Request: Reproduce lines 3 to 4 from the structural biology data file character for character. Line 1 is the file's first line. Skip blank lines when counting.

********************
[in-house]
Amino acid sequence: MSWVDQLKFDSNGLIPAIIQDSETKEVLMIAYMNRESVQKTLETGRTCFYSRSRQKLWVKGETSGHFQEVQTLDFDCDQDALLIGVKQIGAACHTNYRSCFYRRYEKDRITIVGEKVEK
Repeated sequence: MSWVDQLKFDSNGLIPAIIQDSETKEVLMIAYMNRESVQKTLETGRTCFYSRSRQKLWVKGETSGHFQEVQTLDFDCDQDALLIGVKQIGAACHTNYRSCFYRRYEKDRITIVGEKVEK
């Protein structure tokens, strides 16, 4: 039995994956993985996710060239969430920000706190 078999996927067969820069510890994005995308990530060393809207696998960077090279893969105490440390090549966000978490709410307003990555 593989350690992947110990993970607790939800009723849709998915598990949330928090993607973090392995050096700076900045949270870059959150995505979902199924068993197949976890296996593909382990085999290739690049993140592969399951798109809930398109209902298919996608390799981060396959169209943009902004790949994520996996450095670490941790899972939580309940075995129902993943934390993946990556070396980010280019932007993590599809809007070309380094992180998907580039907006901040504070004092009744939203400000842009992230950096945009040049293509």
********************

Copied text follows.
Repeated sequence: MSWVDQLKFDSNGLIPAIIQDSETKEVLMIAYMNRESVQKTLETGRTCFYSRSRQKLWVKGETSGHFQEVQTLDFDCDQDALLIGVKQIGAACHTNYRSCFYRRYEKDRITIVGEKVEK
């Protein structure tokens, strides 16, 4: 039995994956993985996710060239969430920000706190 078999996927067969820069510890994005995308990530060393809207696998960077090279893969105490440390090549966000978490709410307003990555 593989350690992947110990993970607790939800009723849709998915598990949330928090993607973090392995050096700076900045949270870059959150995505979902199924068993197949976890296996593909382990085999290739690049993140592969399951798109809930398109209902298919996608390799981060396959169209943009902004790949994520996996450095670490941790899972939580309940075995129902993943934390993946990556070396980010280019932007993590599809809007070309380094992180998907580039907006901040504070004092009744939203400000842009992230950096945009040049293509």